Financing Family Planning: Honduras

From 2006–2012, Honduras made significant progress in access to family planning (FP) for its population, increasing the modern contraceptive prevalence rate (mCPR) from 56–64 percent among married/in-union women. Female sterilization remains the predominant FP method; however, injectable and oral contraceptives account for a combined 46 percent of all modern contraceptive use. Despite this progress, the country’s graduation from donor funding in 2015 has left provision of FP services fragmented and underfunded.

Provision of FP services is split between the public and private sectors (Table 1), with half of all services obtained at facilities operated by the Ministry of Health (Secretaría de Salud or SS). The mCPR among women in the poorest quintile is lower than the national average, at 55 percent. However, 12 percent of these poor women used traditional methods, compared to 8–9 percent among the other quintiles. The mCPR varies more significantly with geography—over 70 percent in and around the capital, Tegucigalpa, and as low as 49 percent in the country’s most rural region, Gracias a Dios, on the northeast Atlantic coast (Figure 1).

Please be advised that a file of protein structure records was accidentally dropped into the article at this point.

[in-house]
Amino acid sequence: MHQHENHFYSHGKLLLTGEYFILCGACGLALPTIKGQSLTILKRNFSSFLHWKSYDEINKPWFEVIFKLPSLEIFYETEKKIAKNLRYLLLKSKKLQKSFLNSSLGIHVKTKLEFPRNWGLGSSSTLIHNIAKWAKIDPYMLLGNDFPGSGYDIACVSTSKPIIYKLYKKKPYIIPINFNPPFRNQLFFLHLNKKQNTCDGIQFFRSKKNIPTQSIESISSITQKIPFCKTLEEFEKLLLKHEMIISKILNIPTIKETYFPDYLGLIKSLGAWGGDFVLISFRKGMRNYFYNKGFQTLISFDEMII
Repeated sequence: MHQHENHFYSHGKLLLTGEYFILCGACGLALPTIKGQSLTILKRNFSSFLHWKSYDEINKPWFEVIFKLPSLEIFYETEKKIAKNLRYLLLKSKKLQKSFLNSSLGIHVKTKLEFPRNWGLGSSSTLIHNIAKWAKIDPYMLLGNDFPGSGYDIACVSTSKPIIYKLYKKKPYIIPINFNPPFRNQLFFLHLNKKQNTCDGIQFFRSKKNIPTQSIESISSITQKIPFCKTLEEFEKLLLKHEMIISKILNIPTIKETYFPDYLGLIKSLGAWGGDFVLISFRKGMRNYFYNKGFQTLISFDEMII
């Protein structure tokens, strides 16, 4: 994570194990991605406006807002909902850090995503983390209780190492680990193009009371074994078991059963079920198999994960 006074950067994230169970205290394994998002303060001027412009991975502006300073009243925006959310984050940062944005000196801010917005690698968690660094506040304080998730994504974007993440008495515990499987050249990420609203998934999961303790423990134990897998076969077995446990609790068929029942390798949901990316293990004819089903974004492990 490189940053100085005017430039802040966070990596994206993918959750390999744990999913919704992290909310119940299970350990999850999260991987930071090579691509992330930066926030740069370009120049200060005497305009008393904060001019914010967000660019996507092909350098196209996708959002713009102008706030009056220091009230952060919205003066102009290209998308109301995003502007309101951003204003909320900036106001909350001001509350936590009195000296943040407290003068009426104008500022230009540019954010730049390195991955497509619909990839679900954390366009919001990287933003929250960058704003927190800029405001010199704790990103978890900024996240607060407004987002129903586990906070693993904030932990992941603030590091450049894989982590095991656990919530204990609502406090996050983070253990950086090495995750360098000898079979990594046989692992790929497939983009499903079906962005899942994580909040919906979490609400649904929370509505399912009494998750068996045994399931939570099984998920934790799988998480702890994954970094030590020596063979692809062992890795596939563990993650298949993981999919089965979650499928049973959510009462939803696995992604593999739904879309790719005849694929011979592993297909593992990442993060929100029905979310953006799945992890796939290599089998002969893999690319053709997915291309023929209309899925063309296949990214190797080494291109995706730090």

Overall, Honduras’ health sector is characterized by disparities in access to health services, including family planning. In rural areas, only 73 percent of births occur in health facilities, compared to 94 percent in urban areas. Despite these challenges, Honduras has been largely successful in increasing access to family planning, and the government aims to address continued gaps in FP/reproductive health services with the recent adoption of a plan to meet unmet demand for family planning in rural areas. In 2012, Honduras began a process of fiscal decentralization, including in the financing and planning of health service delivery.